If you are continuously exposed to traffic noise your risk of stroke is higher if you are over 65 years of age, Danish researchers wrote in the European Heart Journal. They also found a clear association between stroke risk and decibel levels - the louder the noise, the higher the risk.
The authors inform that theirs is the first study to examine a link between stroke risk and traffic noise. In a study involving 51,485 individuals, the scientists worked out that the risk of stroke rose by 14% for every 10 decibel rise in noise levels.
On closer examination, they found that the risk of focused on individuals aged over 65 years. There was no statistically significant increased risk for those under 65, but a 27% higher risk of stroke for over 65s for every 10 decibel rise in noise.
The risk of stroke among the elderly rose at a much higher rate when decibel levels were over 60.
Study leader, Dr Mette Sørensen, at the Institute of Cancer Epidemiology, Danish Cancer Society, said:
"Our study shows that exposure to road traffic noise seems to increase the risk of stroke. Previous studies have linked traffic noise with raised blood pressure and heart attacks, and our study adds to the accumulating evidence that traffic noise may cause a range of cardiovascular diseases. These studies highlight the need for action to reduce people's exposure to noise.
"This is the first study ever to investigate the association between exposure to road traffic noise and risk of stroke, and, therefore, more research is needed before any firm conclusions can be made."
They had based their study on the Diet, Cancer, and Health cohort study, which included individuals aged from 50 to 64 (1993-1997). Of the 57,053 people on the database, they gathered medical and residential histories on 51,485 of them. They were followed up, on average, for ten years. 1,881 of them suffered a stroke during that ten-year period.
The scientists explained that they factored out several variables which had the potential to distort their findings, such as air pollution, aircraft and railway noise, smoking status, eating habits, and alcohol and caffeine consumption.
They linked a noise calculation program to study participants and their addresses. The program had been mapping noise levels in several Scandinavian areas for a number of years. The program takes into account traffic speed, composition, road type, road surface, building polygons and where exactly people's homes were in relation to the roads (height, position, etc.).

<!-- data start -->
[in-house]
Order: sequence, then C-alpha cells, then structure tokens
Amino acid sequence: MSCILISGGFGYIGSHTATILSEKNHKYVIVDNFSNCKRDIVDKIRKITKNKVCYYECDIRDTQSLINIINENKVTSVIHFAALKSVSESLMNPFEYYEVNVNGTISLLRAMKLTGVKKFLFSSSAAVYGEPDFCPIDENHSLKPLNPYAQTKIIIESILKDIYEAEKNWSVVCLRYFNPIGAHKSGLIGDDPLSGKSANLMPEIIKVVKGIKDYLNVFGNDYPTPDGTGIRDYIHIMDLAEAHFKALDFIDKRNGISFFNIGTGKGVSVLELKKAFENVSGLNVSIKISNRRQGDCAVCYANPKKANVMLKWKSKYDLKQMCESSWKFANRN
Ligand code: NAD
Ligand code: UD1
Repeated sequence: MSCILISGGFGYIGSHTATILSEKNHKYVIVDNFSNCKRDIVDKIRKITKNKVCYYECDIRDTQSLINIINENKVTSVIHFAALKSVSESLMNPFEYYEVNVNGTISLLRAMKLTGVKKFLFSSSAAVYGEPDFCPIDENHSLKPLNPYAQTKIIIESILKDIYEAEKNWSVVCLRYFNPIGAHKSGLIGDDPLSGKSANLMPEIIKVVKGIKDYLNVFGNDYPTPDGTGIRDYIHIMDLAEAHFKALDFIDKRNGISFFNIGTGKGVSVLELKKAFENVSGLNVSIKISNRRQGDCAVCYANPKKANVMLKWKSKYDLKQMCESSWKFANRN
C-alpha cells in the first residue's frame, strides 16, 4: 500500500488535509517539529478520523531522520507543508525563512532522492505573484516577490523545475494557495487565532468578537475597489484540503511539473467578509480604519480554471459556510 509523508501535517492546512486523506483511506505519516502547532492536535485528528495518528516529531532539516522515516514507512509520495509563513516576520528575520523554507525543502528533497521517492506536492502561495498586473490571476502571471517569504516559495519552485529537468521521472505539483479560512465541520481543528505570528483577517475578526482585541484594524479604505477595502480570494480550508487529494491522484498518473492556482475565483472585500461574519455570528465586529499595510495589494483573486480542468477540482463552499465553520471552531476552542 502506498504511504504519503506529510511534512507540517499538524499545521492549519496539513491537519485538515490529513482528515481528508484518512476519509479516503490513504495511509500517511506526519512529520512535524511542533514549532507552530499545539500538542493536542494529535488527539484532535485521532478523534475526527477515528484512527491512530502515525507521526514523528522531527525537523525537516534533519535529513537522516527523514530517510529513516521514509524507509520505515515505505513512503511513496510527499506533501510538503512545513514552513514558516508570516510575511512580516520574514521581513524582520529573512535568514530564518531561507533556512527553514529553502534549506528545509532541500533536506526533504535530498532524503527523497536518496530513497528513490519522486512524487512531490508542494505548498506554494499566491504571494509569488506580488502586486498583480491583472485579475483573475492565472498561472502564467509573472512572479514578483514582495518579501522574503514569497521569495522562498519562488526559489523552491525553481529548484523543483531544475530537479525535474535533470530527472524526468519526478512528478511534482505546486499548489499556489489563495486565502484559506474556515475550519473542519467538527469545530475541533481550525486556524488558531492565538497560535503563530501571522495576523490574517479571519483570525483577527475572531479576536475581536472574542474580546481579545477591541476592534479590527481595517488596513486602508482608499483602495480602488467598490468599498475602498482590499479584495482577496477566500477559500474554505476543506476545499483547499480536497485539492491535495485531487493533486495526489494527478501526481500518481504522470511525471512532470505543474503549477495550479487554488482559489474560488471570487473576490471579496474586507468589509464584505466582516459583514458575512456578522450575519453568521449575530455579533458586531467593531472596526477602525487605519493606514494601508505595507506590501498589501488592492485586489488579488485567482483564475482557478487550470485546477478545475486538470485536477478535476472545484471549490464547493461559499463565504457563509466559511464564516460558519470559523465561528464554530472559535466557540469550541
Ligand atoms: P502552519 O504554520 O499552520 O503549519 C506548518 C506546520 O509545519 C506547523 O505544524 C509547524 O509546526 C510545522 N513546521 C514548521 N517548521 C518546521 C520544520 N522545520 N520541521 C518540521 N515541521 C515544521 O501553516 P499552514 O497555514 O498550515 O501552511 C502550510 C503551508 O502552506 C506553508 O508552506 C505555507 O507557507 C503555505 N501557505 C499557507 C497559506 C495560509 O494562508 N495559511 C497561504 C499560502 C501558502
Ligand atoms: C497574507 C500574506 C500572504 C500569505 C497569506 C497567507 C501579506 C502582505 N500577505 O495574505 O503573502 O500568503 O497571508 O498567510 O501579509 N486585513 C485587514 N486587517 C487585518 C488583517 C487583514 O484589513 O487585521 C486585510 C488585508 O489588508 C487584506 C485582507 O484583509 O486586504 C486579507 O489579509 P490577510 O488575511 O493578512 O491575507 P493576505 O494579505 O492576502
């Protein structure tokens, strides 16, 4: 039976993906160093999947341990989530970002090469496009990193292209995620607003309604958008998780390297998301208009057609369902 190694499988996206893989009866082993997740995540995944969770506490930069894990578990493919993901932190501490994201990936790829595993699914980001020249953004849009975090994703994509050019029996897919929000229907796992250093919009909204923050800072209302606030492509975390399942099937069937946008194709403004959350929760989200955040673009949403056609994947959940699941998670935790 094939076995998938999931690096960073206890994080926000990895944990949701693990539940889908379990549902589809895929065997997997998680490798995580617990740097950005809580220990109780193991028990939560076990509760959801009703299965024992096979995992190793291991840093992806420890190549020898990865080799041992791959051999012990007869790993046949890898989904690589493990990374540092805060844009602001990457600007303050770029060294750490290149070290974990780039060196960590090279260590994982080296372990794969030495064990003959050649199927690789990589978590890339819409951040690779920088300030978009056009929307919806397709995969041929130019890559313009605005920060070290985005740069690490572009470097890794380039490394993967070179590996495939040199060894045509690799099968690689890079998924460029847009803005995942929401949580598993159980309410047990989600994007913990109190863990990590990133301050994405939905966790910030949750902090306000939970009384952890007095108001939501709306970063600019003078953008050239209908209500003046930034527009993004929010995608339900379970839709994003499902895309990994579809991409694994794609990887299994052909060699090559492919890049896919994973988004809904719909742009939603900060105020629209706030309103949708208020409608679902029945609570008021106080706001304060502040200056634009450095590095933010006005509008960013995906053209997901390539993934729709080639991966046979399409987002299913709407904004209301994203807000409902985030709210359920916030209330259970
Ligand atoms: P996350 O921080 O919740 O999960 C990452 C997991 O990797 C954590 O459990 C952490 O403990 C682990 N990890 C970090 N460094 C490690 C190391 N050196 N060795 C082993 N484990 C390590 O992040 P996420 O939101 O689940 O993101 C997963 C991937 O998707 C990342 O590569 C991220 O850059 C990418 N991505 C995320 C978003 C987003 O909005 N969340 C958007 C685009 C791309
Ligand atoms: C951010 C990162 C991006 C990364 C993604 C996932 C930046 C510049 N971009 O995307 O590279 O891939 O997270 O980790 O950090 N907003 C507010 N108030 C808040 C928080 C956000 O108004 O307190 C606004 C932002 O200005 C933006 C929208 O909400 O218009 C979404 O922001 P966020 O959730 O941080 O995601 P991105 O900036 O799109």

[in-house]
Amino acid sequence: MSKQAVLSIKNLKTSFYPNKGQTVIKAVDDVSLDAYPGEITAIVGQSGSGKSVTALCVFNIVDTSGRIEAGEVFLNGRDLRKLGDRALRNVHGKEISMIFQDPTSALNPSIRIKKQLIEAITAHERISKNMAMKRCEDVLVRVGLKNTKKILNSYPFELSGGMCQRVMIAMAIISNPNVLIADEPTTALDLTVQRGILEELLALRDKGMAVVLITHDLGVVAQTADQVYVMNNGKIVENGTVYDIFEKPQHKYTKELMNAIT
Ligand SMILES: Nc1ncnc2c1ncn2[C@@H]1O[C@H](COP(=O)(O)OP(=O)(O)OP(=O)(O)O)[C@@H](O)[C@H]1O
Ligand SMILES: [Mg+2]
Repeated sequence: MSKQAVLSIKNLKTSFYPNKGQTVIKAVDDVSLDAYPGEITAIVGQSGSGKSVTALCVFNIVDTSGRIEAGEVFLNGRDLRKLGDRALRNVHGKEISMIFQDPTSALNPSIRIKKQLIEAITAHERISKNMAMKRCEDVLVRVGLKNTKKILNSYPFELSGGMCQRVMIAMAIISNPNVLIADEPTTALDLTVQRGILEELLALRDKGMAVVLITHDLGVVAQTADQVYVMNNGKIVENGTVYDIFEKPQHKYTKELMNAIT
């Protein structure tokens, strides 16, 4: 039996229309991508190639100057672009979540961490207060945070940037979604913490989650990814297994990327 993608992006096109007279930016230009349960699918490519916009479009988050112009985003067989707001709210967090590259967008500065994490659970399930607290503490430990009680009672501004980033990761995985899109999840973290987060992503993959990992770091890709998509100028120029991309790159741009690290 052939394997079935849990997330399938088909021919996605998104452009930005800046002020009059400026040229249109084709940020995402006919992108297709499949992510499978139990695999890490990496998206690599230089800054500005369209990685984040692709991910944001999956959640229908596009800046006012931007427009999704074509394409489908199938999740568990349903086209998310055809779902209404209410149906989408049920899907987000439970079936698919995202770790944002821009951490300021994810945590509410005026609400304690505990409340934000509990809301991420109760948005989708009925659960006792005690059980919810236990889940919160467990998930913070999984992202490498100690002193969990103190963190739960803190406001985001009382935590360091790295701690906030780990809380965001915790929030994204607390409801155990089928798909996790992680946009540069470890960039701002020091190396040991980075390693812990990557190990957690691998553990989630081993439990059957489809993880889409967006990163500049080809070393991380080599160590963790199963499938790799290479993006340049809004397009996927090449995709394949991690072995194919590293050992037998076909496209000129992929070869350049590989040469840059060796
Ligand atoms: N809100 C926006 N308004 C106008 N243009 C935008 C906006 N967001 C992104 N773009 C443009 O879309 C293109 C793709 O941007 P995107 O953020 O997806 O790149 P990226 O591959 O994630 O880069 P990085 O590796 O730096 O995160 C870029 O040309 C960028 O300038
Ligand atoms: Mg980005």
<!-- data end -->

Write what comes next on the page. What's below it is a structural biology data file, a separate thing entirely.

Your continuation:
35% of individuals were exposed to noise levels of at least 60 decibels at time of joining. 72% of them remained at their same address throughout the whole study period. Noise exposure in this study ranged from 40 to 82 decibels.
Dr Sørensen said:
"If we assume that our findings represent the true risk, and the association between traffic noise and stroke is causal, then an estimated eight percent of all stroke cases, and 19% of cases in those aged over 65, could be attributed to road traffic noise. The population in this study, however, lived mainly in urban areas and is, therefore, not representative of the whole population in terms of exposure to road traffic noise. However, if we take the exposure distribution of all dwellings in Denmark into account, we find that about 600 new cases of stroke could be attributed to road traffic noise in Denmark each year. There are 5.5 million inhabitants in Denmark and a total of 12,400 new cases of stroke each year."
This is an epidemiological study, and cannot therefore demonstrate that the cause of higher stroke risk is traffic. All it can do is reveal a link. Epidemiology examines the patterns of health and disease and associated factors at population level.
The authors say that they are not certain why this link exists.
Dr Sørensen said:
"The mechanisms involved are probably the same mechanisms believed to be involved in noise-induced hypertension and heart attacks, namely that noise acts as a stressor and disturbs sleep, which results in increased blood pressure and heart rate, as well as increased level of stress hormones. Taken together, all of these could increase the risk for cardiovascular diseases.
In addition, older people tend to have more fragmented sleep patterns and are more susceptible to sleep disturbances. This could explain why the association between road traffic noise and risk of stroke was seen mainly in the oldest participants."
The team say they plan to carry out future studies to find out whether there might be a link between traffic noise and hypertension (high blood pressure) and some cardiovascular diseases.
"Road traffic noise and stroke: a prospective cohort study"
Mette Sørensen1, Martin Hvidberg, Zorana J. Andersen, Rikke B. Nordsborg, Kenneth G. Lillelund, Jørgen Jakobsen, Anne Tjønneland, Kim Overvad, and Ole Raaschou-Nielsen
Eur Heart J (2011) doi: 10.1093/eurheartj/ehq466
Written by Christian Nordqvist